White House asks for additional $110 million in CISA funding to address cyber threats

The money would allow the Cybersecurity and Infrastructure Security Agency to improve its defensive tools and hire more experts, officials said.
Deputy Director of the Office of Management and Budget Shalanda Young (2nd L) participates in a ceremonial swearing-in administered by U.S. Vice President Kamala Harris (R) in the Eisenhower Executive Office Building March 26, 2021 in Washington, DC. (Photo by Win McNamee/Getty Images)

The White House on Friday asked Congress for $110 million in additional funding in 2022 to help the Department of Homeland Security shore up federal and state defenses in the wake of high-profile hacking operations. 

The money would allow DHS’s Cybersecurity and Infrastructure Security Agency to improve its defensive tools, hire more experts and “obtain support services to protect and defend federal information technology systems,” Shalanda Young, the acting director of the Office of Management and Budget, wrote in an April 9 letter to congressional appropriators. It would add to a recent $650 million funding boost for CISA that was part of the coronavirus relief package cleared by Congress.

The White House’s discretionary funding request for CISA in fiscal 2022 totals $2.1 billion, or $110 million more than Congress allotted the agency the previous fiscal year. Discretionary budgets are those that Congress can alter with appropriations bills, in contrast to the “mandatary” funding that is built into law.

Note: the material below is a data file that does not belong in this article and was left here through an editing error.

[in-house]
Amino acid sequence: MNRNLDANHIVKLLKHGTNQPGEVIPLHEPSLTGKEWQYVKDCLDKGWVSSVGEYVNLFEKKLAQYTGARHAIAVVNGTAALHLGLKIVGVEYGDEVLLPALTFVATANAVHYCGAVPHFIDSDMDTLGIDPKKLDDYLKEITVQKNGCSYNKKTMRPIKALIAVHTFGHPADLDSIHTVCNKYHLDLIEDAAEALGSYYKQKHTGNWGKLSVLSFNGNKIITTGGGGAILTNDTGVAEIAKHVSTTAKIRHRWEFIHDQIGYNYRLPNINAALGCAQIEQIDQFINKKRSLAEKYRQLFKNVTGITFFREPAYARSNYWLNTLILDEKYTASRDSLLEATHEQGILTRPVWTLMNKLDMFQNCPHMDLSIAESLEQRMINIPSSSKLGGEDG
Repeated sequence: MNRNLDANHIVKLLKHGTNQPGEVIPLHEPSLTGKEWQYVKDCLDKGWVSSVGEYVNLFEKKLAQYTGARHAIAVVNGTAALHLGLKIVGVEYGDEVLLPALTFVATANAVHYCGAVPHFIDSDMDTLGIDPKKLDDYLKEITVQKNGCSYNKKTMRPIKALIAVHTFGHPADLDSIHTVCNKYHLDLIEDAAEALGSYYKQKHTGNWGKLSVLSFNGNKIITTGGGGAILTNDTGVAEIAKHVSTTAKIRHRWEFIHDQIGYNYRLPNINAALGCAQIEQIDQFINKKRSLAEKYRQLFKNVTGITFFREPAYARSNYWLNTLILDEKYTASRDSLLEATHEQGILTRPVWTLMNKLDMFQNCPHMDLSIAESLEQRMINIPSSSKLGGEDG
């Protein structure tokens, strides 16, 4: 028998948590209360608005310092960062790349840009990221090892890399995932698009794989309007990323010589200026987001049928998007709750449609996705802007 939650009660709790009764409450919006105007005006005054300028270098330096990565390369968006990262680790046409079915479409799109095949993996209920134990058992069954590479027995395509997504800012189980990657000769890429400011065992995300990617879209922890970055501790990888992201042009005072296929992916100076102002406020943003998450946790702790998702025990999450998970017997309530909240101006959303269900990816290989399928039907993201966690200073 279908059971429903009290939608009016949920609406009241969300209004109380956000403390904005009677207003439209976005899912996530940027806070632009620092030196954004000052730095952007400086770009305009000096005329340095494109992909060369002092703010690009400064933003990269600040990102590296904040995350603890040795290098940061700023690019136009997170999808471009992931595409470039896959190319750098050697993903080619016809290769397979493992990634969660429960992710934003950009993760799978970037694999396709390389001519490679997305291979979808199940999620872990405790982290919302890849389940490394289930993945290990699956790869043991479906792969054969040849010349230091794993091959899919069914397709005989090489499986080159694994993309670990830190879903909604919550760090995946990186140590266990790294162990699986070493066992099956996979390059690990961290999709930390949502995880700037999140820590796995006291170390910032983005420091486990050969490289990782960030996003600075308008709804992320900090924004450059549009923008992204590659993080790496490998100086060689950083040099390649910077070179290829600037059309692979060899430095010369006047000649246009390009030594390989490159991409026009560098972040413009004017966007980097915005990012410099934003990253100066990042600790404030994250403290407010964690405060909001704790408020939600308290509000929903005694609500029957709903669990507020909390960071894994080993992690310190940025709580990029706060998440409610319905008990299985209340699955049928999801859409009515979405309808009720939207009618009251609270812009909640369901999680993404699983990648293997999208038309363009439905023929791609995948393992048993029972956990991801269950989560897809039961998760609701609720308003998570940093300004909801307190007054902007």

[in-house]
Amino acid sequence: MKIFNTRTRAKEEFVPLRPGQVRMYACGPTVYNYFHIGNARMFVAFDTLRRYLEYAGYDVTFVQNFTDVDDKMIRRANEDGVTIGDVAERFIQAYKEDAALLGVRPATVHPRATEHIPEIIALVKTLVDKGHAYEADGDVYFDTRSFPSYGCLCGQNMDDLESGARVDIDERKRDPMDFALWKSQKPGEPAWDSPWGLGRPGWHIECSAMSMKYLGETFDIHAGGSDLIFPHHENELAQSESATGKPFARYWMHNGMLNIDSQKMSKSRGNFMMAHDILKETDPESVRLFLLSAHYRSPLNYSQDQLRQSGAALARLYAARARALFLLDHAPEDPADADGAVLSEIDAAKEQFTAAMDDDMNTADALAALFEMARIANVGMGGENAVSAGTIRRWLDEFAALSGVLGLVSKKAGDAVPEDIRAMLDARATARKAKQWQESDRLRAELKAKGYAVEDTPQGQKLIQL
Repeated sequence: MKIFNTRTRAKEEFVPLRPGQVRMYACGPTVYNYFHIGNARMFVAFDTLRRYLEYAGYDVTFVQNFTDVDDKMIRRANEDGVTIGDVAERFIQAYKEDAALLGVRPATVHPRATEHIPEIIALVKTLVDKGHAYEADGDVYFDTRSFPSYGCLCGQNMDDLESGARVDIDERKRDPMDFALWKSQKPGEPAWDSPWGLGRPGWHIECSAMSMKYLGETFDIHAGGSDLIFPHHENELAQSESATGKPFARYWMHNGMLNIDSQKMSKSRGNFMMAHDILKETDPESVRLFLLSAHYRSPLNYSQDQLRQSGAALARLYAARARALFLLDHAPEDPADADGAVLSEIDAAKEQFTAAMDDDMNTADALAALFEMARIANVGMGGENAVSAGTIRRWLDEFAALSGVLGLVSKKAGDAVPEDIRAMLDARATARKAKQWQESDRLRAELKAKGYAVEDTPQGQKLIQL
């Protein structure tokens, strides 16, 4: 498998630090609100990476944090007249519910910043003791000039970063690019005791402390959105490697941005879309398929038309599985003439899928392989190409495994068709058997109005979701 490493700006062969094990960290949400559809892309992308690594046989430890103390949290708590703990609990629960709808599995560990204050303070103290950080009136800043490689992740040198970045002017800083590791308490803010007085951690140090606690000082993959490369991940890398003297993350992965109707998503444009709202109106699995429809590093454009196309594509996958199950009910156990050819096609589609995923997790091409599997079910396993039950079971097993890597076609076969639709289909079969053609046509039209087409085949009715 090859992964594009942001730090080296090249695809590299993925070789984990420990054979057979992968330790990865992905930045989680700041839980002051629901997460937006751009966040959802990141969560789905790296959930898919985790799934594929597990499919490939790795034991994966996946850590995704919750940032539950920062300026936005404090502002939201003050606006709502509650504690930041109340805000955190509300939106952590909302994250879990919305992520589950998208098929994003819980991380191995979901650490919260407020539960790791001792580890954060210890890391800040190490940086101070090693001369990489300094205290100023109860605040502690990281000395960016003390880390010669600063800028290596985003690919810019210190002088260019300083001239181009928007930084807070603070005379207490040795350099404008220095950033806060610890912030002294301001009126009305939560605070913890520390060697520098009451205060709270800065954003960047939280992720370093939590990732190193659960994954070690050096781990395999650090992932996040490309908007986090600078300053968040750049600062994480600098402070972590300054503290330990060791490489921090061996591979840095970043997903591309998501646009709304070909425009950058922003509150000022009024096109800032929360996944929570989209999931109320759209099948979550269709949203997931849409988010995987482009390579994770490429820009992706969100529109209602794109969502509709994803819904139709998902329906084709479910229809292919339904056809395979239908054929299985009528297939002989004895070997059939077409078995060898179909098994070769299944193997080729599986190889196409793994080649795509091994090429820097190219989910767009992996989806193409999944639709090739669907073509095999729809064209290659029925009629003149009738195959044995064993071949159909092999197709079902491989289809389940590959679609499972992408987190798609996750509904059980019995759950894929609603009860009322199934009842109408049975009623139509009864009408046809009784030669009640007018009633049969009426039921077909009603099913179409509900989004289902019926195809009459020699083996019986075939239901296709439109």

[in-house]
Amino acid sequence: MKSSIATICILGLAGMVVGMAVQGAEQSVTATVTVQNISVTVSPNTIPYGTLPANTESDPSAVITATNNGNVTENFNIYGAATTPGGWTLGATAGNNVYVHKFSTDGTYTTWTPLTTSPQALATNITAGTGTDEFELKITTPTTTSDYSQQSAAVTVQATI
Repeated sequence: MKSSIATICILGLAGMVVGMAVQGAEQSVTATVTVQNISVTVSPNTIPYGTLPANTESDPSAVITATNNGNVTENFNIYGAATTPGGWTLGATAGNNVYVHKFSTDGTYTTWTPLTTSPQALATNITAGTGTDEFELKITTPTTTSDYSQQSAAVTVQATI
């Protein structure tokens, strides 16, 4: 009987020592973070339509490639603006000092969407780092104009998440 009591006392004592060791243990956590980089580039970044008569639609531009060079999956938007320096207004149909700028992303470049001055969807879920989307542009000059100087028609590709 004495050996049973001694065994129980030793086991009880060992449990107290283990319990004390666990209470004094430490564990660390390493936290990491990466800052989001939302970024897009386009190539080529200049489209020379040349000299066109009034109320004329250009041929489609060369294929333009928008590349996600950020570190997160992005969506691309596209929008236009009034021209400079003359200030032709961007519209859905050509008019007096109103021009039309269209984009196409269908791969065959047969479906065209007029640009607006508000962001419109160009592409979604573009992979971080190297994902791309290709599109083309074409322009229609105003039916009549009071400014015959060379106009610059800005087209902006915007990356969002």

The funding request also includes $20 million for a new “cyber response and recovery fund” at DHS meant to help state and local government recover from things like ransomware attacks. The request also calls for more federal investment in cybersecurity research, with the Biden administration proposing an additional $128 million, compared to the fiscal year for 2021, going toward the National Institute of Standards and Technology.


The Biden administration’s appeal for more cybersecurity funding comes as U.S. officials continue to investigate suspected Russian and Chinese cyber-espionage operations. Alleged Russian hackers exploited software from the federal contractor SolarWinds and other vendors to breach at least nine federal agencies, while suspected Chinese spies used a vulnerability in Microsoft software to steal email inboxes at unnamed U.S. organizations.

Both cases have exposed weaknesses in U.S. public and private defenses, sending lawmakers and White House officials searching for answers. While the U.S. government mulls a response to the incidents, Department of Homeland Security Secretary Alejandro Mayorkas has pledged that the government will do more to improve its defenses.

“Our government got hacked last year and we didn’t know about it for months,” Mayorkas said last week, referring to the suspected Russian effort.

In her letter, Young said that hacking campaign underscored “the urgent need to modernize federal technology, with particular emphasis on mission essential systems and citizen-facing digital services.”

To that end, the discretionary request includes $500 million for the federal Technology Modernization Fund to try to get rid of outdated software used by the government.

Sean Lyngaas

Written by Sean Lyngaas

Sean Lyngaas is CyberScoop’s Senior Reporter covering the Department of Homeland Security and Congress. He was previously a freelance journalist in West Africa, where he covered everything from a presidential election in Ghana to military mutinies in Ivory Coast for The New York Times. Lyngaas’ reporting also has appeared in The Washington Post, The Economist and the BBC, among other outlets. His investigation of cybersecurity issues in the nuclear sector, backed by a grant from the Pulitzer Center on Crisis Reporting, won plaudits from industrial security experts. He was previously a reporter with Federal Computer Week and, before that, with Smart Grid Today. Sean earned a B.A. in public policy from Duke University and an M.A. in International Relations from The Fletcher School of Law and Diplomacy at Tufts University.

Latest Podcasts